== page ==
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Fetch a beer: A trick for advanced students

Teaching “stay” may be lifesaving, but Melissa Arteaga, a trainer at a Chicago PetSmart, has taught her mixed-breed pup, Timmy, to fetch beer.

How to do it: First, have fun. Play tug with a rope toy. Tie the rope to the refrigerator door and have the dog tug to open. Meanwhile, using an empty bottle or can, reward the pup for putting the can in his mouth and eventually carrying it to you. “Like all tricks, take it slow, and one step at a time,” Artega says. Once the dog opens the fridge, hand him the beer, to show what he is to get. Teach him to shut the fridge similarly to how you taught him to open it.

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Working on the set of The Incredible Burt Wonderstone, animal trainer Tony Suffredini says, were doves, hamsters, rabbits — and a puppy. He says Steve Carell really connected to the pup. (But then how can you not connect with a puppy?)

Even the youngest can be trained. “The moment you bring a puppy home, that dog is learning,” says legendary dog trainer Ian Dunbar of Berkeley, Calif. “You might as well have the puppy learn what you want.”

In fact, Dunbar helped popularize puppy classes in the early 1980s. Until he pushed for dogs as young as 4 months to attend “school,” many veterinarians suggested waiting a year. Now, puppy classes are widely accepted.

No matter what you’re teaching your dog to do — nor whether it’s a puppy or an old dog — the best method is positive reinforcement, Suffredini says: “It’s the most humane and most effective way.”

Victoria Stilwell, host of Animal Planet’s It’s Me or the Dog, passionately agrees. “Intimidation compromises learning ability and doesn’t teach the dog what to do. Intimidating methods may teach your dog to fear you. That’s not the relationship we want with our best friends.”

These experts differ on which behavior is most important for any dog to learn. Their top tips:

Lesson: "Stay"

Suffredini says learning to “stay” is the priority. On a movie set, it can make or break a canine actor. At home, it means the dog isn’t running into a street.

How to do it: Tell your dog “stay” while holding up your hand, palm facing to the dog like a stop sign. At first, stand in front of the dog. After the dog can stay with you right there for two seconds, back up a tad. Gradually, extend the time to five to 10 seconds, to 30 seconds. Each time, back up a few inches. Eventually, you’ll be able to tell your dog “stay” from another room — at least that is the goal. And the next time you and your pup are on a movie set, you’ll have a star who can hit his mark.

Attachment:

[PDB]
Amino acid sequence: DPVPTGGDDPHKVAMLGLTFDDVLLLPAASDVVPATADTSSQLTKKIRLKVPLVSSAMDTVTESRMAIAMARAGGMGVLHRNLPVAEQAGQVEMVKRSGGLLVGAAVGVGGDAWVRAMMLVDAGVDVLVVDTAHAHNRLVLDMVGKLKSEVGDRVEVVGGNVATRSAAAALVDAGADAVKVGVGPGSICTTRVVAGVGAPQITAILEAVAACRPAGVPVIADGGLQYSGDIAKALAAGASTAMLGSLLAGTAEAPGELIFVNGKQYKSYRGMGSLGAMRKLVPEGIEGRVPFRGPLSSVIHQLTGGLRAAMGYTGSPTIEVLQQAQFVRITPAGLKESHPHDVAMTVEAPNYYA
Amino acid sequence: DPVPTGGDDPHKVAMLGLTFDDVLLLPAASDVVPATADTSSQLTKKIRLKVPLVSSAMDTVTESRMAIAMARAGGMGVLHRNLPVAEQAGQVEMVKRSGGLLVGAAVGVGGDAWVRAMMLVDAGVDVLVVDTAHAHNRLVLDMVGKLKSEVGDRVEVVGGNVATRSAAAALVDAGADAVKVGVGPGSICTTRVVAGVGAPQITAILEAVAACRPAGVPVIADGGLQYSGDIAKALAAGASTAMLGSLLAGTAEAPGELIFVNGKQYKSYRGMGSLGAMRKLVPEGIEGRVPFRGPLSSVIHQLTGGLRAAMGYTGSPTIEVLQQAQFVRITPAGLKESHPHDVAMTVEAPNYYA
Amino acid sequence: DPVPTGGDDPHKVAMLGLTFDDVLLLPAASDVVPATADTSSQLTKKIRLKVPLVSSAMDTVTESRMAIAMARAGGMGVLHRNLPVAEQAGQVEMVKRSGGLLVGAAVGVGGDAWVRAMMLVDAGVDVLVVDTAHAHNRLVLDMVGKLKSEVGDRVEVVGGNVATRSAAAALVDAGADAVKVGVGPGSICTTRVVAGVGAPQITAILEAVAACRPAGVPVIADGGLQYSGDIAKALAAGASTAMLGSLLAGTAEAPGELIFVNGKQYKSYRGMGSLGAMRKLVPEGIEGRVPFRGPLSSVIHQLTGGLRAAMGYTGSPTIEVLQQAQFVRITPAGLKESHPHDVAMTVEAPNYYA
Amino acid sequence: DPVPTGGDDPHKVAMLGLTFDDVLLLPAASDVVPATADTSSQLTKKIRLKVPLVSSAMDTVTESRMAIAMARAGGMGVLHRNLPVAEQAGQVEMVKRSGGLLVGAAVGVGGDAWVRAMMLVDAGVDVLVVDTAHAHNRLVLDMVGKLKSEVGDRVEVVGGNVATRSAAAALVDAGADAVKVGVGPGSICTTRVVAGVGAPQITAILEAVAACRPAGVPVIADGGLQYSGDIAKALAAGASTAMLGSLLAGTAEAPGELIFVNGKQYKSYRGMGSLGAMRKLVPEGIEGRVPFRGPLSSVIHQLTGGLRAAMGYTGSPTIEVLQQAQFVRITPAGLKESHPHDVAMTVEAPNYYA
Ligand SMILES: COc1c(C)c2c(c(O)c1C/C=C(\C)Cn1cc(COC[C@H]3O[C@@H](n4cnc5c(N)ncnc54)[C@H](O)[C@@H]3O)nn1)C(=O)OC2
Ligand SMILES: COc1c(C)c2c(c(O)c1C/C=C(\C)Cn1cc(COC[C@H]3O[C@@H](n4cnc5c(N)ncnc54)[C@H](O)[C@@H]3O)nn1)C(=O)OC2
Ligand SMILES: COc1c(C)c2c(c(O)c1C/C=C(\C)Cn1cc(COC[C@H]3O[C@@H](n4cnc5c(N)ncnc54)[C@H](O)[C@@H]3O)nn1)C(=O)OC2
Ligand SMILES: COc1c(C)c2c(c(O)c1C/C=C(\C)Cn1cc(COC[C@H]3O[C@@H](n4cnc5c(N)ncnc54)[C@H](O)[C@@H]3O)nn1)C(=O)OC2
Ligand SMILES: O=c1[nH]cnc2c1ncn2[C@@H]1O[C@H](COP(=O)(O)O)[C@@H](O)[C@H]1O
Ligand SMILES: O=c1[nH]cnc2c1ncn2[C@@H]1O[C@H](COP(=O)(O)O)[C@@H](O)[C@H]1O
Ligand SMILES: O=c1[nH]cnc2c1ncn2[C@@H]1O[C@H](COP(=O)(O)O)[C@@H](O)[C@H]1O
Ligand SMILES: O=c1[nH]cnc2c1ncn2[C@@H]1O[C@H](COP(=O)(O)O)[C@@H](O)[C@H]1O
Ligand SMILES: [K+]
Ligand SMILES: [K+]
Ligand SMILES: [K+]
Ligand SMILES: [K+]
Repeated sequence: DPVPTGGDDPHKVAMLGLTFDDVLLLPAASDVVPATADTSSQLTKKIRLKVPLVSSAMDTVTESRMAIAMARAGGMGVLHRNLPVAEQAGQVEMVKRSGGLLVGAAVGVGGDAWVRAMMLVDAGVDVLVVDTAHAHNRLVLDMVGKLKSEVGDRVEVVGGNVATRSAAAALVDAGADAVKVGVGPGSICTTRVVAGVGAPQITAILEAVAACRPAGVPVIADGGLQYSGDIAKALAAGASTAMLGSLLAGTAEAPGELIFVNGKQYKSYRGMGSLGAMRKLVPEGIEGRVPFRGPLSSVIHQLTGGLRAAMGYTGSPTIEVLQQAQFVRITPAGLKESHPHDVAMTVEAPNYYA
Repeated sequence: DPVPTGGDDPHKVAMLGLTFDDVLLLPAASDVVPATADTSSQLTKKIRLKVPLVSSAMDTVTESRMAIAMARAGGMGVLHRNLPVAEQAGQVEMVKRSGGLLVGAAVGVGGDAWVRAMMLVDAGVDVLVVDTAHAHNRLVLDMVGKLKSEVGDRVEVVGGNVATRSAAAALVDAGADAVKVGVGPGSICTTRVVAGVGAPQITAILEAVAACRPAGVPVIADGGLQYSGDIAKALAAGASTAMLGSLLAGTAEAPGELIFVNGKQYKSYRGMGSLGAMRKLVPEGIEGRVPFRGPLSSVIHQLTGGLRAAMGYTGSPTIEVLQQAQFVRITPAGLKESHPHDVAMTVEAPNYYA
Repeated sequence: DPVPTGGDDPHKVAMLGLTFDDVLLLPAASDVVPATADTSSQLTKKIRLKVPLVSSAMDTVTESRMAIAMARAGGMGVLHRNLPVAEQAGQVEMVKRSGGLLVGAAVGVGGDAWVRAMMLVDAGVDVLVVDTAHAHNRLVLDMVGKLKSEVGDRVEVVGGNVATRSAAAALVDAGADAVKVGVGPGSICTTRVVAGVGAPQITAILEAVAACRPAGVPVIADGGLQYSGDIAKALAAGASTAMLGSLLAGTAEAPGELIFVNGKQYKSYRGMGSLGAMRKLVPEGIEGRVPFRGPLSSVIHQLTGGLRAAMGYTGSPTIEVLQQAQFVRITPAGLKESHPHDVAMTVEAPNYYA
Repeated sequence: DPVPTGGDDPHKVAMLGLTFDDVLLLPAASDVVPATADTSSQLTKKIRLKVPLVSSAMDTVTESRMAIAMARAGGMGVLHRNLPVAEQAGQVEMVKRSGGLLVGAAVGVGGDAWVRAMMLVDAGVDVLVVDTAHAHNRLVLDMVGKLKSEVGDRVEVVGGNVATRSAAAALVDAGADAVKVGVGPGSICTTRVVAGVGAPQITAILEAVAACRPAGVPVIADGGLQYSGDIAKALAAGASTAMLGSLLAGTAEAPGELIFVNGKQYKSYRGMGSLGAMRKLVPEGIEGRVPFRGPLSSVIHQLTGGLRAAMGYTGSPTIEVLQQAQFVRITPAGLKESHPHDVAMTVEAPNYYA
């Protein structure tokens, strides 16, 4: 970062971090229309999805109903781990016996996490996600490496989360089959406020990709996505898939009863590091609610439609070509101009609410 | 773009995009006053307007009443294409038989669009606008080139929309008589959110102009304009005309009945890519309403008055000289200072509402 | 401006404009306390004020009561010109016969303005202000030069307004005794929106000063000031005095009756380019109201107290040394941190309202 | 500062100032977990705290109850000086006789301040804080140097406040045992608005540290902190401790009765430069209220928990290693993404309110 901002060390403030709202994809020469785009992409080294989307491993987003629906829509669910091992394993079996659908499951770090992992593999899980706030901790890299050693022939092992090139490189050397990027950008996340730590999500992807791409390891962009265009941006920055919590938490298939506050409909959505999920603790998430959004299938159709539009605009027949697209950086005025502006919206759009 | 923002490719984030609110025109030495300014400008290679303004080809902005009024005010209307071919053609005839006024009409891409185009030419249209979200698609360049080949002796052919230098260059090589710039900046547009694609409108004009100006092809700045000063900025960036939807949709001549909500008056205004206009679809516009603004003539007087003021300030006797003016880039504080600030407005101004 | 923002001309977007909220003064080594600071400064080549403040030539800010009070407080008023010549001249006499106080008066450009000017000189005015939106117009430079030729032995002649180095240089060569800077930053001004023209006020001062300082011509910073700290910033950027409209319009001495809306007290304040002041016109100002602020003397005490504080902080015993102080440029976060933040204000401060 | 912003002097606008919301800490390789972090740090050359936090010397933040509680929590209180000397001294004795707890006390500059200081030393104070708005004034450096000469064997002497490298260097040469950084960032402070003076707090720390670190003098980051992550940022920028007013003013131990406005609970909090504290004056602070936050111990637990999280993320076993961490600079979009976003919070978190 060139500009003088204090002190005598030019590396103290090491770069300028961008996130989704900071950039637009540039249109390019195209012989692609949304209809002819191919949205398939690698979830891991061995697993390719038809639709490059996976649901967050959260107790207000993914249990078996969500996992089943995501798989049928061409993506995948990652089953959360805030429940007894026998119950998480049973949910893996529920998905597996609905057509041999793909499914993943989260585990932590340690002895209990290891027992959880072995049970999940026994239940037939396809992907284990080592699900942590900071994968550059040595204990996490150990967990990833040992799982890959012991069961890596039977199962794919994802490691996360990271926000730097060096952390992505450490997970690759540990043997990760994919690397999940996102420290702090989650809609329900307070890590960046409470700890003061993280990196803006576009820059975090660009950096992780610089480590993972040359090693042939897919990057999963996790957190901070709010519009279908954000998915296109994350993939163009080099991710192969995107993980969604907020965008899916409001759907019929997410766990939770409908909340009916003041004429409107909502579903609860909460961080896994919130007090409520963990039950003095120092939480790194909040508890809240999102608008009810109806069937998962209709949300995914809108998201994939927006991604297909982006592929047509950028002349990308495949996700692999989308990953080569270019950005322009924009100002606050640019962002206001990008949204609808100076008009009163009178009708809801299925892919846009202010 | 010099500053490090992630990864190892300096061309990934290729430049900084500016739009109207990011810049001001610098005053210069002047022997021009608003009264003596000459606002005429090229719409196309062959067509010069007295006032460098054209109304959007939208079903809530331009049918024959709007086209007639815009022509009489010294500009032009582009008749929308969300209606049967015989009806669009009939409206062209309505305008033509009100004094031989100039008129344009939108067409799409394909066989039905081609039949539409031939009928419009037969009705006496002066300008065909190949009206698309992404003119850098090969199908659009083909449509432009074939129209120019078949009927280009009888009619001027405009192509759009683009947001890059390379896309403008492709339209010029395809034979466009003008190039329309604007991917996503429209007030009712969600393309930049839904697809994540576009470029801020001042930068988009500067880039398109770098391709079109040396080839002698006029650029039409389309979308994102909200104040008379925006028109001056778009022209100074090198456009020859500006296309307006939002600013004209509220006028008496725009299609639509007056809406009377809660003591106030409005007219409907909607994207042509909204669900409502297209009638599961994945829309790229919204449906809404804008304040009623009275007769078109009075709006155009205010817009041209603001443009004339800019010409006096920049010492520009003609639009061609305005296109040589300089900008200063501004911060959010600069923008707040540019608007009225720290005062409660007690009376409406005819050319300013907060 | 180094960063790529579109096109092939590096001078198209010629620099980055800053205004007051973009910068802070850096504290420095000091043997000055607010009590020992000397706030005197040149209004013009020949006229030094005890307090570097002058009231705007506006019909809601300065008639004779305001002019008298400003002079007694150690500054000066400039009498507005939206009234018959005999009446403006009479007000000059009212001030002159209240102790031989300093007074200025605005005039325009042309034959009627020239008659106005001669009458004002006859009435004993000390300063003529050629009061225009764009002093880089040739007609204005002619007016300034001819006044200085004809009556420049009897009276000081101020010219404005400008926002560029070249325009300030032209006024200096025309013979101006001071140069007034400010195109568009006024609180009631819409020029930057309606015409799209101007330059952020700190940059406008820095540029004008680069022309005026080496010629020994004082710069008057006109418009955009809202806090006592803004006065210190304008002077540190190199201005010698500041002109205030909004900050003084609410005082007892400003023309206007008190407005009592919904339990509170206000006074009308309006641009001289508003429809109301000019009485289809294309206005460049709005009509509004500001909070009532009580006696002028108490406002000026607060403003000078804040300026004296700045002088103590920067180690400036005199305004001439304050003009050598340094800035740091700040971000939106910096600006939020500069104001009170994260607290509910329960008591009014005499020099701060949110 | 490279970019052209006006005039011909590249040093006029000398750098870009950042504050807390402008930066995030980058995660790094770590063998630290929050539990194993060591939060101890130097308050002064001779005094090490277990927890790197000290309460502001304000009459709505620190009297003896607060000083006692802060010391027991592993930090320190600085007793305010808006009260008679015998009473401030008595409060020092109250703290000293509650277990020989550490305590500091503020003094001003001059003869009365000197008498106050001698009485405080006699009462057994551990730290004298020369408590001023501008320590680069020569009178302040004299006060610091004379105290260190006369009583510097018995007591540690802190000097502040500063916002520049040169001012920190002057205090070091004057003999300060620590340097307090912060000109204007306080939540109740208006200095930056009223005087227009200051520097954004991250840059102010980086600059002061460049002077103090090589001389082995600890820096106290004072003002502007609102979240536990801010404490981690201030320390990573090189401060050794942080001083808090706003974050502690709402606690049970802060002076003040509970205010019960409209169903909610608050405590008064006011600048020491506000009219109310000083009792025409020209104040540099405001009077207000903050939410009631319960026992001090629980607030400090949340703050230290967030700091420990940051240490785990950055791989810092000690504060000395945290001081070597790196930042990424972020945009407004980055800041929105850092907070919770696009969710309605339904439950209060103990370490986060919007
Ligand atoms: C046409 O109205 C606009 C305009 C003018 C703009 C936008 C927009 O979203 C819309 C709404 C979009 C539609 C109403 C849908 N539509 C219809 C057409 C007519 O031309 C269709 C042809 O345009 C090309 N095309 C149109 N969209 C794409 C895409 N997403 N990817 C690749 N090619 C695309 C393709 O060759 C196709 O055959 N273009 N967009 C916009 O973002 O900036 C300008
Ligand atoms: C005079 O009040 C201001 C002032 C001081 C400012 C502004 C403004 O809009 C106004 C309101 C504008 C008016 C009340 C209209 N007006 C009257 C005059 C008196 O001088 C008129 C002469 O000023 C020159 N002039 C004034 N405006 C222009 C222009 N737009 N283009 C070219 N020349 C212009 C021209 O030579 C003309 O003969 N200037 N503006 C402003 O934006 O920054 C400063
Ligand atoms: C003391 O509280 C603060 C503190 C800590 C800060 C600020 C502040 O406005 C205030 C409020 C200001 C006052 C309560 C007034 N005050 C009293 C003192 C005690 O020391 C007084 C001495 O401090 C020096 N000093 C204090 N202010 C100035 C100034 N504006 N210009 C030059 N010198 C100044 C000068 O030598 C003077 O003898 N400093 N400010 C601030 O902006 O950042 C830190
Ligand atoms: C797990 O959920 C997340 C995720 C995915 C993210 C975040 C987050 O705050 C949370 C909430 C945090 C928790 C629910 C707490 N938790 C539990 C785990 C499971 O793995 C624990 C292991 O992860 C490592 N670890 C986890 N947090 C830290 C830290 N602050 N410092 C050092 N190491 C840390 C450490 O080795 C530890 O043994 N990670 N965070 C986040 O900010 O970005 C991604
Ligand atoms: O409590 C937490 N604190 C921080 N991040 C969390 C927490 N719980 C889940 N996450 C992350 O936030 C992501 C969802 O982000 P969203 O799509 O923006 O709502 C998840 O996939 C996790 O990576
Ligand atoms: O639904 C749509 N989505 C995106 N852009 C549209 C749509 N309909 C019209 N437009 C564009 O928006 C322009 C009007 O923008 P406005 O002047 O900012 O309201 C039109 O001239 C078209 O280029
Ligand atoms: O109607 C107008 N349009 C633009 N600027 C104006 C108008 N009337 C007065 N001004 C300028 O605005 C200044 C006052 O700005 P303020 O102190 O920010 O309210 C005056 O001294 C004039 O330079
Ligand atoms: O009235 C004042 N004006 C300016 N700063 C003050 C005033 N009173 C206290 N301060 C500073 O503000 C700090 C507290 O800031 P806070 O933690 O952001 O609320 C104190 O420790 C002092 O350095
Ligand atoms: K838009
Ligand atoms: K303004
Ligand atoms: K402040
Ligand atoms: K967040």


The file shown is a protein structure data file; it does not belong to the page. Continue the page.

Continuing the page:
Lesson: "Sit"

Dunbar has a different version of “stay,” and it’s simply to have the dog sit. “If a dog is sitting, 90% of problems are resolved,” he says. “Think of all the things your dog can’t do if he’s sitting.”

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How to do it: With a hand signal, say, “Rover sit.” Use a liver treat or toy (something the dog wants) as a lure, and raise it slowly upwards over the dog’s nose, toward the ears — not too high or the dog will jump. To get the toy or treat, the dog’s head will go up and the rear-end will go down. Like magic, the dog sits. Give your dog the treat or toy and praise saying, “Good sit!” For reinforcement, “integrate ‘sit’ into daily life, so before the dog goes outside, ask him to sit, or before he’s allowed on the couch,” Dunbar says. “There’s no better reward than real life, getting to go out or sit beside us on the couch.”

Lesson: "Potty"

Stilwell says house training is what all dogs must know, because dogs not reliably house-trained can land in a shelter. “Keep a potty schedule, so you know for sure when the dog has done business and when and what the dog has eaten.”

How to do it: Always accompany the dog outside, but don’t expect that, at first, a puppy will have any idea what to do out there. Patience is key. And with a young dog, always be ready with a toy or treat every time you’re outside. Be sure to say “Good potty!” so your dog associates the words with the action — and you can teach your dog to “go” on cue.

Steve Dale is a certified dog and cat behavior consultant. Read more of his advice at pets.usaweekend.com Steve Dale is a certified dog and cat behavior consultant. Read more of his advice at pets.usaweekend.com

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Contributing editor Steve Dale is a certified dog and cat behavior consultant. He writes a twice-weekly syndicated newspaper column and is the host of two syndicated radio shows. Most recently he is the author of two e-books that answer common (and some not-so-common) pet-behavior problems, Good Dog! and Good Cat! (available wherever e-books are sold).